Important Political Resources

I admit to being somewhat surprised by some of the keyword searches that bring people to this blog. It seems that too many people have no idea where to get key information – somehow they end up on this blog rather than on the sites they should be visiting to get the information they want. Consequently, I thought I would provide links to key resources based on recent keyword search activity. I will add to this post over time, as needed. Also, if any readers know of sites that should be added to this list, please comment with the link or use the site’s contact form to let me know. Topics: Election results Canada, Election results UK, general information regarding […]

Do looks matter at the ballot box?

A recent study conducted by Swedish and Finnish economists found that political candidates on the right-wing side of the spectrum were considered more physically attractive, and people were more likely to vote for them at the ballot box. The study compared election results from parliamentary and municipal elections held in Finland in 2003 and 2004 respectively with an online poll of Swedes, Americans and other non-Finns to determine how the 1,357 participating Finnish candidates ranked in terms of beauty. More than 2,500 non-Finns were shown photographs of each candidate, with no indication of which side of the political spectrum they stood on, and were asked to rank them on a scale from one (very ugly) to five (very beautiful). “We […]

From awwwww to awe

I regularly come across pieces in the UK media that quite literally make me go “awwwww” and feel all warm and tingly inside, a completely ridiculous reaction on the face of it, but one that I can explain only this way: this would never happen in Canada. I believe I’ve at least alluded to the fact that Canadian politics – at the federal level, is in a depressing state of affairs. So much so that I can barely bring myself to follow federal politics anymore. My alienation from federal Canadian politics isn’t due solely to the fact that a party I dislike intensely is in power – I’ve managed to endure other periods of governance by parties I dislike without […]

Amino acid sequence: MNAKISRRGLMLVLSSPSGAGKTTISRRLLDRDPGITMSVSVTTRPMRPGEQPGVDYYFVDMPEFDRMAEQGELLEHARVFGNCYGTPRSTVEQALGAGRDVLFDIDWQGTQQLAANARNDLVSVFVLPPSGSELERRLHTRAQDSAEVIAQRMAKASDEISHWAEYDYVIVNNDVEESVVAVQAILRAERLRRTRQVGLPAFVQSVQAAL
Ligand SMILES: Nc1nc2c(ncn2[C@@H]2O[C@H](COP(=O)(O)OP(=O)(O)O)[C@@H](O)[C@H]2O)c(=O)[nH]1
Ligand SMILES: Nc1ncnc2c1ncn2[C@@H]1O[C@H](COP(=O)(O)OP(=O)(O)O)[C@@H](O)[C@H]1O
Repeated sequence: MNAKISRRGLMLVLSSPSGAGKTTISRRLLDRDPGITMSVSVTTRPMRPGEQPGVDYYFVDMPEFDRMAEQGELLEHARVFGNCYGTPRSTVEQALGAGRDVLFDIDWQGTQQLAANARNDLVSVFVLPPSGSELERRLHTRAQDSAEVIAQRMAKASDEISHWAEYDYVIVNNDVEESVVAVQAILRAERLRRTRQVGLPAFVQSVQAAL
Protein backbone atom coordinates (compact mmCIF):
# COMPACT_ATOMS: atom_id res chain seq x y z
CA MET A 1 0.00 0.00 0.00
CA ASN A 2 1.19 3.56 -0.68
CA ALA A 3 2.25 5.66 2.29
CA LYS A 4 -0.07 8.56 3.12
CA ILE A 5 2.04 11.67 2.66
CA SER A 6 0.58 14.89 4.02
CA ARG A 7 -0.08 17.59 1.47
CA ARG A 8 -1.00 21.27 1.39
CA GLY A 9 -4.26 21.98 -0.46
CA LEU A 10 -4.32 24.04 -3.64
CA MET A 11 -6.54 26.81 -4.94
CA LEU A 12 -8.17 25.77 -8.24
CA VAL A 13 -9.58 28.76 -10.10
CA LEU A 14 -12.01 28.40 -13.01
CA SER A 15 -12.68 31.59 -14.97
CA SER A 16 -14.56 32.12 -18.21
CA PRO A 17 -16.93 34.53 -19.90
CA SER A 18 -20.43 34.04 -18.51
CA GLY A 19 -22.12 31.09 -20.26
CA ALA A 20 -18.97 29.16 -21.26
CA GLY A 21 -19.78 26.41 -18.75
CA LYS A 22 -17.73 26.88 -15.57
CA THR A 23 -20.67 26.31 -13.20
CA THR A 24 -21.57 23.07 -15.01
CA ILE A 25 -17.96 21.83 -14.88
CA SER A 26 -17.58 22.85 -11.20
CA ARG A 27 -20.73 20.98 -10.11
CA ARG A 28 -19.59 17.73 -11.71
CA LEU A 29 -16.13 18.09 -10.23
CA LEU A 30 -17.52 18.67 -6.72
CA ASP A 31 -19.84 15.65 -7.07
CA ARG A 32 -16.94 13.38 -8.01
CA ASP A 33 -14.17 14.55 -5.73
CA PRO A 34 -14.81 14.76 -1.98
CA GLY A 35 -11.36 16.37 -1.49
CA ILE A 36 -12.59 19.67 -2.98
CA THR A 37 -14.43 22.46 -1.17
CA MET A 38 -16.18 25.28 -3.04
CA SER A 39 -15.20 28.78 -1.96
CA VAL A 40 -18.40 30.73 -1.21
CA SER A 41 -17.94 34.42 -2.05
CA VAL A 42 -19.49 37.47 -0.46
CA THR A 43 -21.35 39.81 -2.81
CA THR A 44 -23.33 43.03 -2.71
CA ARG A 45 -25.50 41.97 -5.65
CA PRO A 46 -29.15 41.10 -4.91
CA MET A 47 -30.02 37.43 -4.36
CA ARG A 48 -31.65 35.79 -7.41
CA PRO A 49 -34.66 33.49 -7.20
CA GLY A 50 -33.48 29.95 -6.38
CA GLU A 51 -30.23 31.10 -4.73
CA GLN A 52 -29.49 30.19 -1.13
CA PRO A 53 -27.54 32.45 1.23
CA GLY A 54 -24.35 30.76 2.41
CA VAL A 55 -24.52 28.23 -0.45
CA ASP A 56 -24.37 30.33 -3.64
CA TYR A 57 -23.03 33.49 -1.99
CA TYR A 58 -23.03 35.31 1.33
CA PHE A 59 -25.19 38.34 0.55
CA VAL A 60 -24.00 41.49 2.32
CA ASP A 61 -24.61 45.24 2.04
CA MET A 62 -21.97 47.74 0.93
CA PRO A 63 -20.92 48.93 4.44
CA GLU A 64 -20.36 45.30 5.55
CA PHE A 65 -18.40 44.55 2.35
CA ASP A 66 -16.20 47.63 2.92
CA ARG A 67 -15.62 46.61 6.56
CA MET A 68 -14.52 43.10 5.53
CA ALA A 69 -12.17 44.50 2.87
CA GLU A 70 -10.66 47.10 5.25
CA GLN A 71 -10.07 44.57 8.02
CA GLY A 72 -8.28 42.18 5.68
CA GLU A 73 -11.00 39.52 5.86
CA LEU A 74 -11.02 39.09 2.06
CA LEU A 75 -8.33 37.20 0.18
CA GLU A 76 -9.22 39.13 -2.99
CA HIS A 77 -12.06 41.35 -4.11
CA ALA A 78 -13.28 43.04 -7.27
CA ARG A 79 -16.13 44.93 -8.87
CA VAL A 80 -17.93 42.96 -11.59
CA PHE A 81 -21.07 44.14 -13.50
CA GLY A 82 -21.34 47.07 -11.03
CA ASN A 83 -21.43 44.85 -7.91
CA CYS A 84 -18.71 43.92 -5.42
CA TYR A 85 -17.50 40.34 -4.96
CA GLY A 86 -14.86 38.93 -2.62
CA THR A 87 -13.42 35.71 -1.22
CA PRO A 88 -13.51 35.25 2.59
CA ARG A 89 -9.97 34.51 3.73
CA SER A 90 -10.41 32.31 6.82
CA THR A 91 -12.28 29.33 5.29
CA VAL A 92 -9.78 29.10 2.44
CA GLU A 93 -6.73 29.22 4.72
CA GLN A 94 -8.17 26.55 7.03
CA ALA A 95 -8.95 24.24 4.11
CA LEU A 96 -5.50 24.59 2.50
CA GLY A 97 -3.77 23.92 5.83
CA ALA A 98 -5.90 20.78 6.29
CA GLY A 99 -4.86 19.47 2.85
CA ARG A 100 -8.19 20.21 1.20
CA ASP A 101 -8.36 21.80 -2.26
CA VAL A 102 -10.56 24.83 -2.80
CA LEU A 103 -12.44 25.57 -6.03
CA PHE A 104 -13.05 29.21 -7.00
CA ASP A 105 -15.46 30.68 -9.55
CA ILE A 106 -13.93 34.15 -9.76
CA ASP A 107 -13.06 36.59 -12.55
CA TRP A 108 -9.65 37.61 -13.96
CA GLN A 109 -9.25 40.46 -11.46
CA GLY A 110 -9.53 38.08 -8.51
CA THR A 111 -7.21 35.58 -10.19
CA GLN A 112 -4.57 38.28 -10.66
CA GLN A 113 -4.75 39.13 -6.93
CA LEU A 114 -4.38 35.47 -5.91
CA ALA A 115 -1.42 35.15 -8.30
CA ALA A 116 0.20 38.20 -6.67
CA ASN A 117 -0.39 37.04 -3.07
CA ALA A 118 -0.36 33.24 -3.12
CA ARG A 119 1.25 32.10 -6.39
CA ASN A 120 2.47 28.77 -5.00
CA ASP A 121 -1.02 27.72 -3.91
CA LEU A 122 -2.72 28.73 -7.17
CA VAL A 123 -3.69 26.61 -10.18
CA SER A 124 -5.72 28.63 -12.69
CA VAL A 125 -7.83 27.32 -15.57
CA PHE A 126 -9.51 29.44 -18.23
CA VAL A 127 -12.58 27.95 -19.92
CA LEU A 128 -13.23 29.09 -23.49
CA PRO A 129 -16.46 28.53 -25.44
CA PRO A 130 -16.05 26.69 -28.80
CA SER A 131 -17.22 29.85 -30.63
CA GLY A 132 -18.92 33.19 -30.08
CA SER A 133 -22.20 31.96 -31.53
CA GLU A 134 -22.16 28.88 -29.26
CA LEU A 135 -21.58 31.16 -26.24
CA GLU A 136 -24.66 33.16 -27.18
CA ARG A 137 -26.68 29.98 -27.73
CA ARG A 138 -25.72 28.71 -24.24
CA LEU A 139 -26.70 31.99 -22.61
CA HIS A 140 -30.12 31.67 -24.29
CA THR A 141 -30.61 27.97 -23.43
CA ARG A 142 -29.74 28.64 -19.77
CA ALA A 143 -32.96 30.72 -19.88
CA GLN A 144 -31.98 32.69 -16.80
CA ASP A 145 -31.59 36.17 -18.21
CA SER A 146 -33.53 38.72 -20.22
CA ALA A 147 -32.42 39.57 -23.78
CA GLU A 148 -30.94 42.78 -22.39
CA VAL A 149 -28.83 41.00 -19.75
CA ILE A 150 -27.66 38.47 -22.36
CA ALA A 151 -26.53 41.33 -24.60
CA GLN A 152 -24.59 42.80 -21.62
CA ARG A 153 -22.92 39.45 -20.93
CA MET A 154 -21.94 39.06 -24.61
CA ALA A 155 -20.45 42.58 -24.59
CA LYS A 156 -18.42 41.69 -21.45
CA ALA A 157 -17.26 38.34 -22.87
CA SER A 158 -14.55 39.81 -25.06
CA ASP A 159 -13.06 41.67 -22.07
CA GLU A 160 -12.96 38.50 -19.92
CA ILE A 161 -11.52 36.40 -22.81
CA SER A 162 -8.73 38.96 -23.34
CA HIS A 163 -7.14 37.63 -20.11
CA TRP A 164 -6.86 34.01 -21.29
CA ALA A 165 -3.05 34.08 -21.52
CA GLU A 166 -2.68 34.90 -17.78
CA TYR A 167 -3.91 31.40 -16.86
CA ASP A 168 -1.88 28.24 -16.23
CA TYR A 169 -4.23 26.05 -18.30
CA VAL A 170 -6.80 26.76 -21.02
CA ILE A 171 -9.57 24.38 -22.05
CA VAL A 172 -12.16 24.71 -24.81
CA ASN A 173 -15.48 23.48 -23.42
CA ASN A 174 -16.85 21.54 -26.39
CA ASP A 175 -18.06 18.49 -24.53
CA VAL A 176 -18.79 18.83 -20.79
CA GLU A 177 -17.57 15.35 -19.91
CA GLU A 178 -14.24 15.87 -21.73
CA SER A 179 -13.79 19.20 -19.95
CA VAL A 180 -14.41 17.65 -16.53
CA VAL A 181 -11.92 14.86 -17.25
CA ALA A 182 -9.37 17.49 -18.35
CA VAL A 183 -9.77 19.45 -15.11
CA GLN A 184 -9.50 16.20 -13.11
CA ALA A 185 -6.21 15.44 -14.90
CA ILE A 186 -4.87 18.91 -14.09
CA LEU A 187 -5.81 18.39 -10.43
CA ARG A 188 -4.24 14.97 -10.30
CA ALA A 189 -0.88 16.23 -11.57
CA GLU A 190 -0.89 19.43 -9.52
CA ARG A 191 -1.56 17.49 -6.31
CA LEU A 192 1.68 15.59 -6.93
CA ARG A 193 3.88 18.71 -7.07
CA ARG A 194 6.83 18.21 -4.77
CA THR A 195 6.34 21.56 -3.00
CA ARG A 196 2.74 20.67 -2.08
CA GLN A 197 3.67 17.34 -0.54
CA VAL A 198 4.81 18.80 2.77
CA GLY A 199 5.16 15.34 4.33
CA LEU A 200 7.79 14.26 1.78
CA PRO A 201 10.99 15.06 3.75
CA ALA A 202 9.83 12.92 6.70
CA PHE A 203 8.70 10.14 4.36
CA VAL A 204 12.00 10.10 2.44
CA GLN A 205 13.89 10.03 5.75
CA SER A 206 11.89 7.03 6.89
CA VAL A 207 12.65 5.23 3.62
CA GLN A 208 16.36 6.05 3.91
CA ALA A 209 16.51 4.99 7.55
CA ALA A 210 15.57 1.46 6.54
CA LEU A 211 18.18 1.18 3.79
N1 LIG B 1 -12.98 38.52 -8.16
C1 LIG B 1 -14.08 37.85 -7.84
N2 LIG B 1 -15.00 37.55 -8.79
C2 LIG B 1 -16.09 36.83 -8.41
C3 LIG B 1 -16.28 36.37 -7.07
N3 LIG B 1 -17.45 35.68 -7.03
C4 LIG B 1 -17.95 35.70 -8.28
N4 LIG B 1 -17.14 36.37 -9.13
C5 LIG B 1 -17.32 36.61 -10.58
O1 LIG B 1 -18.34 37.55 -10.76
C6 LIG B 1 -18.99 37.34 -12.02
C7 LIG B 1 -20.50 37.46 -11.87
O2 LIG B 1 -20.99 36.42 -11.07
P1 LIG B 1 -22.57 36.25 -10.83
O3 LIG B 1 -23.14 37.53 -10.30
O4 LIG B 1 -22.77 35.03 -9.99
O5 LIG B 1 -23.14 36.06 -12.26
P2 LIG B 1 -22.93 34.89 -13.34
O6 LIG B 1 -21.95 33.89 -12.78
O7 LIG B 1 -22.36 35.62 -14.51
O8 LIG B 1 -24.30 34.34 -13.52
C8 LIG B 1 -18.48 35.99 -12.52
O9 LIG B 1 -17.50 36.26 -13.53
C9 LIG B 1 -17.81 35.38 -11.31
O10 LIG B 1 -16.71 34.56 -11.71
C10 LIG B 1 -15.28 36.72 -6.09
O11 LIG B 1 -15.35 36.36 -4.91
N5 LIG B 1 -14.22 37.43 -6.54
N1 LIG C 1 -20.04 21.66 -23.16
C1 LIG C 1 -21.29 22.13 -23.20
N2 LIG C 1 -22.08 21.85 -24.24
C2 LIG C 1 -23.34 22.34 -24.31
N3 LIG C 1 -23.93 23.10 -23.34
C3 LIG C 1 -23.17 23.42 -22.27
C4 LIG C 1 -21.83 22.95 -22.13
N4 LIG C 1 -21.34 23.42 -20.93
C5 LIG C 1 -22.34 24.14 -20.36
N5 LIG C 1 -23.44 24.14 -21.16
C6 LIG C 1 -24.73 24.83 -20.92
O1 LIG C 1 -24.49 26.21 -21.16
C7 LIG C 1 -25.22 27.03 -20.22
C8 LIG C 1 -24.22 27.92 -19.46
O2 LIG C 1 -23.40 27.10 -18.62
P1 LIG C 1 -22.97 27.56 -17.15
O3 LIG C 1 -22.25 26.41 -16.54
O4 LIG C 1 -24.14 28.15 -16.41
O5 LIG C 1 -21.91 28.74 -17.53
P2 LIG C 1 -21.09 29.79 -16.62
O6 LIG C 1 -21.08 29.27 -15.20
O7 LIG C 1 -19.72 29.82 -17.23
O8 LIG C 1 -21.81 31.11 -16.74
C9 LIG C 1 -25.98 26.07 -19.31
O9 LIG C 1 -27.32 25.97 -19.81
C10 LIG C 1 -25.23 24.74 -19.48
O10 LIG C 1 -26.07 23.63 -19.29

People like me

Class is still a much more prominent issue in the UK than it is in Canada and the US, not because we don’t have different classes in North American society, but because it manifests itself much more obviously in the UK. You can hazard a damn good guess the minute someone opens their mouth at what that person’s socio-economic background is – those “British accents” North Americans always proclaim to love are typically upper-class, public school educated accents.We rarely express much love for council estate Glaswegian accents. One of the more common criticisms of the Coalition leadership is that they’re out of touch with “ordinary people” because Cameron, Clegg, Osborne and most of the cabinet are all products of upper-middle […]

Book Review: The High Road

Previously, I posted a brief review of  The Best Laid Plans, a novel by Terry Fallis. I’ve recently finished reading the sequel, The High Road, which continues the adventures of Angus McLintock, rookie Liberal MP from Cumberland-Prescott. Warning: I will do my best to avoid major spoilers, but since this is a sequel, it’s somewhat difficult to not refer to events from the first book. The High Road picks up where The Best Laid Plans ended, with the defeat of the government on a very exciting vote on the budget during a full-on blizzard. That’s all I’m going to say about that incident – to say more would spoil the end of the first book for anyone who’s not read […]

Book review: The Best Laid Plans

WARNING: Slight spoilers below. Also, The Best Laid Plans is a work of fiction. Eric Cameron is a fictional character. There has never been a real Finance minister in Canada named Eric Cameron. The Best Laid Plans is a novel by Terry Fallis which won the Stephen Leacock Award for Humour in 2008. The premise of the novel is quite simple. The main character, Daniel Addison, leaves Ottawa after several years working for the Liberal Party, most recently as head speechwriter for the leader (who is Leader of the Opposition), and returns to academia as an English professor at the University of Ottawa. Daniel’s decision to leave the world of politics began with a growing malaise as he became more […]